When Jews received the Torah at Mount Sinai, they accepted 613 Torah commandments (mitzvot). However, even before that, all of mankind accepted the Seven Noahide Laws, called the Mitzvot Bnei Noah in Hebrew.
Bnei Noah means the “Children of Noah”, though there is an opinion that these commandments were given in the time of Adam. Today, the Noahide movement is dedicated to observing these seven universal laws. It is growing and making a unique contribution to bringing redemption in many different ways.
Breaking Israel News spoke with a former Noahide who has now converted to Judaism and moved to Israel. Hillel Penrod, who changed his name from Adam when he converted, is an artist from a religious Christian family who grew up learning the Bible as a child in the American south. Hillel and his father went to a lecture given by world-renowned archaeologist Vendyl Jones, one of the founders of the modern Noahide movement. Jones spoke about the Ark of the Covenant, and it made an enormous impression on Hillel’s parents. They began taking classes with Jones in Texas, but being a typical teenager, Hillel was not interested in joining them. Finally, after much urging from his parents, and despite his fears that it was a cult, he agreed to attend one class.
Hillel was amazed by Jones’s enthusiasm and his scholarly grasp of classical Torah sources, which Hillel had never known existed. He attended Jones’s classes on a sporadic basis, but his real interest kicked in when he went to college and started looking for answers of his own. His questions about his future and his path in life led him to a connection with God, something he saw as attaching to the eternal and making life more meaningful.
Simple answers were not sufficient for Hillel, and after much searching, he decided to go back to the Torah classes given by Jones.
“I began to suspect that my connection with Christianity was unconventional and incompatible with those of the churches I had grown up in. I found himself turning to the sources that Jones referred to in ways that were simply not done in the church,” explained Hillel to Breaking Israel News.
When he began learning from Jones, the scholar explained to Hillel his reasons for starting the Noahide movement, saying, “I realized that Jesus was a Jew, and the people he talked to were Jews. If I wanted to understand the New Testament, then I needed to understand the teachings of Jesus from the standpoint of Judaism. I needed to understand what Jesus said in the language of those he said it to.”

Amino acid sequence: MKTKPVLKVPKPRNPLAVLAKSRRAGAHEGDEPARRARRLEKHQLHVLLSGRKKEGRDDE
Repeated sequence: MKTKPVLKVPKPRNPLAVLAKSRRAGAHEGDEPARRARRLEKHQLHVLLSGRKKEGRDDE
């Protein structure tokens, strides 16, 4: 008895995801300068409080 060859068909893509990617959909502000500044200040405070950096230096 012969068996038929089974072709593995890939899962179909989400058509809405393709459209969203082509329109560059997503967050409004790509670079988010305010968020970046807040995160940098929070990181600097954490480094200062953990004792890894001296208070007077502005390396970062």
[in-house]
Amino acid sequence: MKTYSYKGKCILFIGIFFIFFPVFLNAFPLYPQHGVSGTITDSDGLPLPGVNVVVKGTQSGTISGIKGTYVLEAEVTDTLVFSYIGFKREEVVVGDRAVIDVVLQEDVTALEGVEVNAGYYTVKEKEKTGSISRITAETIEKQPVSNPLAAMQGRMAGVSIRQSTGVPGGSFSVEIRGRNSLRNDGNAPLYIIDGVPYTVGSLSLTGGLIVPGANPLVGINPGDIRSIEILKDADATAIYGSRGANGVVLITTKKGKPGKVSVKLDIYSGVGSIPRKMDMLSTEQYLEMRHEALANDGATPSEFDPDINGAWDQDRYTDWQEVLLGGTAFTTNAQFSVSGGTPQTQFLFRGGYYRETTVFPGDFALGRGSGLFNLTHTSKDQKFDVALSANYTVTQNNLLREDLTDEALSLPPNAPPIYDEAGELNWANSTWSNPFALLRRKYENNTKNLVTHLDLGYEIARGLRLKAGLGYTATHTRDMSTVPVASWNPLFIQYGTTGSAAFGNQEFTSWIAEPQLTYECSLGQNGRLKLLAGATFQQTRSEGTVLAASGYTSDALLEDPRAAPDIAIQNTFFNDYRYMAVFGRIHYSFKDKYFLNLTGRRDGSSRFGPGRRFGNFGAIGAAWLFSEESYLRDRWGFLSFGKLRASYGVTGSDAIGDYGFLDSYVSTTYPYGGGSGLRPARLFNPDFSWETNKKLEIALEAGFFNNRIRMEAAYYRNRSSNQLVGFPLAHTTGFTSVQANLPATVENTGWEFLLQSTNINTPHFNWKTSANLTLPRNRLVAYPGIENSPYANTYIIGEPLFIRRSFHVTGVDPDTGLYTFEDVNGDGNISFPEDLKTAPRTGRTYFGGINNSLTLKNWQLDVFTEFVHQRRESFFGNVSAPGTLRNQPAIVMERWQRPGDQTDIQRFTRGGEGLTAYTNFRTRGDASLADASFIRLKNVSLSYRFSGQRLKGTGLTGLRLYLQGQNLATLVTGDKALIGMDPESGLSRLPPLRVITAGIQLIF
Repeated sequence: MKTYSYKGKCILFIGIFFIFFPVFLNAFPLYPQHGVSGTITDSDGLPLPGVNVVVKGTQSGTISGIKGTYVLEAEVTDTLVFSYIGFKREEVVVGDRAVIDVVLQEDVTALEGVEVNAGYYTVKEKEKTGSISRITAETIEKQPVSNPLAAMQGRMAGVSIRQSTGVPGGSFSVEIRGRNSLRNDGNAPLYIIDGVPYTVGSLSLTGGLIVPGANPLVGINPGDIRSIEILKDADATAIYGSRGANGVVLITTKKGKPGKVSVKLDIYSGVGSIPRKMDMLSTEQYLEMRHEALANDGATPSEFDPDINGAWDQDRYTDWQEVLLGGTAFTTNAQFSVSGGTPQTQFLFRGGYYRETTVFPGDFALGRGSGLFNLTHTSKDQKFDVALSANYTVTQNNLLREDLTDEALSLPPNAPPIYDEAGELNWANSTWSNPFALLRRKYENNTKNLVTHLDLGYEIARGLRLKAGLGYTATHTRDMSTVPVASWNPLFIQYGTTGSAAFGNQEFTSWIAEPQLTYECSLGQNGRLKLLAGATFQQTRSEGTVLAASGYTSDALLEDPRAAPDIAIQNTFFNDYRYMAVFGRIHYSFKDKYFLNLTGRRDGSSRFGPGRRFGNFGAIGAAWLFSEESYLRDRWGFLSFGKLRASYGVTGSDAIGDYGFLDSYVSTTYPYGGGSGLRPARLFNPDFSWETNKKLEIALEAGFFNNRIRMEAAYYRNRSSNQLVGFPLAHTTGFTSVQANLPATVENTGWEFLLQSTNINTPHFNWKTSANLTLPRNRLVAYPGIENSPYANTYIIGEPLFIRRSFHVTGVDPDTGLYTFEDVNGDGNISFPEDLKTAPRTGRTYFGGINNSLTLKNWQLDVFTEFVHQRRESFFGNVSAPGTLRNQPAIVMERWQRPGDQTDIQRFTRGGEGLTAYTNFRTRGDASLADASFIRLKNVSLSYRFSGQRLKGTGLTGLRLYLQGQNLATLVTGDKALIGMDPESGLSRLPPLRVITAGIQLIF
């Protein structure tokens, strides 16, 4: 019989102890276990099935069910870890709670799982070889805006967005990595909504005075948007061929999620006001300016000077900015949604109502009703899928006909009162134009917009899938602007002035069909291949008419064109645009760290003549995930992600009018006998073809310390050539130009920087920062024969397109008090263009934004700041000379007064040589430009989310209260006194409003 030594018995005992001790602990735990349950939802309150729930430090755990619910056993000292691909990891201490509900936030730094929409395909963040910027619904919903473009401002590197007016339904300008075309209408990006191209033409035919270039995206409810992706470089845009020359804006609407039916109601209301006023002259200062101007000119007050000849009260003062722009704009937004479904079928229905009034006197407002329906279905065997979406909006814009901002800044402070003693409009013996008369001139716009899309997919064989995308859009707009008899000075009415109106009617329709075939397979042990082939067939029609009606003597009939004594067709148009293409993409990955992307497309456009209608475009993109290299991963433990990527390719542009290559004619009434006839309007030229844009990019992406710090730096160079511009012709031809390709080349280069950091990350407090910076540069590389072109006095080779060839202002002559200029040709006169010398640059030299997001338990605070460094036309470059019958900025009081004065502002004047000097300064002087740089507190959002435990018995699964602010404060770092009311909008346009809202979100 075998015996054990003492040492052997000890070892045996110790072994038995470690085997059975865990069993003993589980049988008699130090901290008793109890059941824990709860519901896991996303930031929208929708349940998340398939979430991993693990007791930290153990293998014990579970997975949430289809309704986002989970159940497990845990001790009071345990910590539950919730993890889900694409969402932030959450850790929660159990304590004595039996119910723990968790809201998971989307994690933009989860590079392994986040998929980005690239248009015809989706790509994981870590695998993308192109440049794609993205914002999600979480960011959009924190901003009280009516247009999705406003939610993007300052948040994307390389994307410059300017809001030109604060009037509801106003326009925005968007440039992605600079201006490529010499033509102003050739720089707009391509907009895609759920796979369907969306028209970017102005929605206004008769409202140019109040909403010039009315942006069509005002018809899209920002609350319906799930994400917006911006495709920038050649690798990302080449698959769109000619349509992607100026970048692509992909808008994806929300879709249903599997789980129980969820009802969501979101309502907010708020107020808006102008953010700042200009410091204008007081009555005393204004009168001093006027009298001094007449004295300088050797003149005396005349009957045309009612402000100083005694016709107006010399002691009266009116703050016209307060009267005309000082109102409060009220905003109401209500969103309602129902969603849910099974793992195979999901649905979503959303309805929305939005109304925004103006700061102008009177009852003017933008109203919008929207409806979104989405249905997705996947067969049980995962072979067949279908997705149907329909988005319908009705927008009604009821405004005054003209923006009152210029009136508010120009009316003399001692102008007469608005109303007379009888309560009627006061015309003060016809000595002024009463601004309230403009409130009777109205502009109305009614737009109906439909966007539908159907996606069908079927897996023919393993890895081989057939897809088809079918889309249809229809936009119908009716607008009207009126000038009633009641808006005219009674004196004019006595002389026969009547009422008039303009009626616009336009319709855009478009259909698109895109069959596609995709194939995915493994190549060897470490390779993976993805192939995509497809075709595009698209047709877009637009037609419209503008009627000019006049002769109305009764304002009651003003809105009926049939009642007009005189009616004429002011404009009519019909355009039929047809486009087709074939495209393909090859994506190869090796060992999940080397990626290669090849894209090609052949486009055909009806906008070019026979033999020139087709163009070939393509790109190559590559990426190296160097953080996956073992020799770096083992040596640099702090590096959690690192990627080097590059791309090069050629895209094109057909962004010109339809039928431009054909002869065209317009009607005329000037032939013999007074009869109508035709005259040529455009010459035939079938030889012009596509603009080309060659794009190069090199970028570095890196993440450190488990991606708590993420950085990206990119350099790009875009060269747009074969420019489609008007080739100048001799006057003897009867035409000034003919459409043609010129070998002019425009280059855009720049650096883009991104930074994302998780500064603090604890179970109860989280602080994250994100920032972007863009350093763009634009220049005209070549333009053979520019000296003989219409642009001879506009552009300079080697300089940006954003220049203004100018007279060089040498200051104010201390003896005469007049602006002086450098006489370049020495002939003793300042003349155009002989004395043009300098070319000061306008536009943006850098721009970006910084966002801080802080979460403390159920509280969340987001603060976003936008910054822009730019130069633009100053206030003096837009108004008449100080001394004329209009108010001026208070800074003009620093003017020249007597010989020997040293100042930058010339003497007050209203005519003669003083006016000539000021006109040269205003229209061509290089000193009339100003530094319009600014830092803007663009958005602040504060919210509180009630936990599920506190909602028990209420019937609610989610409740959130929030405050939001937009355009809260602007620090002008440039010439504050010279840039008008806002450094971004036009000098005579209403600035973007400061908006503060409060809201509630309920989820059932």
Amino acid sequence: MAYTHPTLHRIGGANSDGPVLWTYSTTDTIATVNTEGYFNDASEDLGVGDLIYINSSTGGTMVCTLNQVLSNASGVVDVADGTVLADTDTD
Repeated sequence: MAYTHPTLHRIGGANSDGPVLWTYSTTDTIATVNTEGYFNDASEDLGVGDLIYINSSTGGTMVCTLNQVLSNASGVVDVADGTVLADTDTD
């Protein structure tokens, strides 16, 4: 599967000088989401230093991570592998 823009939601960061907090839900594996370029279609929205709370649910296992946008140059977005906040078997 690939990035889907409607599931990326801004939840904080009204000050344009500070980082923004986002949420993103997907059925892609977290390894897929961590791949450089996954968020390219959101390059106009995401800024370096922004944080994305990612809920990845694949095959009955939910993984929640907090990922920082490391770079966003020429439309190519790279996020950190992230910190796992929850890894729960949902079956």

From this, Hillel began to believe that the New Testament could only be correctly understood from a Jewish perspective. After consulting with a member of Jones’s Noahide organization, Hillel began to study the Noahide laws and sources connected to them. At that point in his life, Hillel became a Noahide and began keeping the seven laws.
Hillel came to Israel to deepen his understanding of what it meant to be a Noahide and worked with Jones for six months, during which his relationship with Christianity changed. He then studied at the Diaspora Yeshiva (a seminary for learning about Judaism).
“I believed that the Noahide laws were fundamental to a just society and a real relationship with God. [They] guaranteed a place in the world to come to non-Jews. It was important to be a Noahide and observe the universal obligations God created for humanity,” he told Breaking Israel News.
Hillel began to consider converting to Judaism, but he did not pursue it at the time. Instead, he lived his life as a Noahide for about 15 years, keeping the laws and teaching classes, actively involved in raising awareness and spreading what he had learned.
Eventually, Hillel came to the realization that he wanted to live a more fully Jewish life. “It was on the trip in 1999-2000 that I first began to wonder about conversion to Judaism, [but] it wouldn’t be until 2014 that I actually completed the process,” he said.
Hillel emphasizes that conversion was a personal decision he arrived at after a process of many years, believing that conversion is not a necessity for everyone. However, he believes that the Noahide laws are universal, and they are frequently the answer that many non-Jews are seeking while remaining within their religion.
His unique path has led Hillel to a universal concept of Judaism in which Torah is for the good of all humanity.
“Even today, as a Jew, I still feel a sense of responsibility towards my fellow human beings and try to increase knowledge of the seven laws,” he said. For anyone who is interested in investigating the Noahide laws, Hillel suggests the Noahide Nations yeshiva course in order to learn about the laws in detail.
For the time being, observance of these commandments is primarily personal, with no wider religious implications. However, when the Third Temple is built in Jerusalem, non-Jews will be required to observe the seven Noahide laws if they wish to bring sacrifices. The Temple service is meant to include and benefit non-Jews and Jews alike, and many non-Jews did participate in the service when the Temple still stood in Jerusalem. King Solomon specifically asked God to heed the prayer of non-Jews who come to the Temple (1-Kings 8:41-43). Many Christians are showing a strong interest in the Temple Mount recently and the seven Noahide laws allow the nations of the world to take their place in the process of global redemption.
The seven universal commandments are:
- Do not deny God.
- Do not blaspheme God.
- Do not murder.
- Do not engage in sexual immorality.
- Do not steal.
- Do not eat of a live animal.
- Establish courts/legal system to ensure law and obedience.